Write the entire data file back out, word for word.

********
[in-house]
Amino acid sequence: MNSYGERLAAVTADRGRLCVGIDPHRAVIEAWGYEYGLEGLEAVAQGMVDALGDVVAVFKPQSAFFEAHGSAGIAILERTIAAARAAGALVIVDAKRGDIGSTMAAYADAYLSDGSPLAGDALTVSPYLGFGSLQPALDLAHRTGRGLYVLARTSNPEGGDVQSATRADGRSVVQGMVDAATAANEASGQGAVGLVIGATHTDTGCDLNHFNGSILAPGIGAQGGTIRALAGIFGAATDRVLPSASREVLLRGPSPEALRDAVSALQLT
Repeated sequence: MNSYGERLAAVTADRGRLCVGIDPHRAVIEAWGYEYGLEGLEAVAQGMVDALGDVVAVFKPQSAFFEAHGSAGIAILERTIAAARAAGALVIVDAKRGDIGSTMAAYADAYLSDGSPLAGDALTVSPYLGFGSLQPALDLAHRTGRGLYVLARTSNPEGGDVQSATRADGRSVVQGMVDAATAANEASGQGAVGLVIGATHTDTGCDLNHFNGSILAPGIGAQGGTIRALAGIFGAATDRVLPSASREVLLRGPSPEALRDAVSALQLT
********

[in-house]
Amino acid sequence: MNSYGERLAAVTADRGRLCVGIDPHRAVIEAWGYEYGLEGLEAVAQGMVDALGDVVAVFKPQSAFFEAHGSAGIAILERTIAAARAAGALVIVDAKRGDIGSTMAAYADAYLSDGSPLAGDALTVSPYLGFGSLQPALDLAHRTGRGLYVLARTSNPEGGDVQSATRADGRSVVQGMVDAATAANEASGQGAVGLVIGATHTDTGCDLNHFNGSILAPGIGAQGGTIRALAGIFGAATDRVLPSASREVLLRGPSPEALRDAVSALQLT
Repeated sequence: MNSYGERLAAVTADRGRLCVGIDPHRAVIEAWGYEYGLEGLEAVAQGMVDALGDVVAVFKPQSAFFEAHGSAGIAILERTIAAARAAGALVIVDAKRGDIGSTMAAYADAYLSDGSPLAGDALTVSPYLGFGSLQPALDLAHRTGRGLYVLARTSNPEGGDVQSATRADGRSVVQGMVDAATAANEASGQGAVGLVIGATHTDTGCDLNHFNGSILAPGIGAQGGTIRALAGIFGAATDRVLPSASREVLLRGPSPEALRDAVSALQLT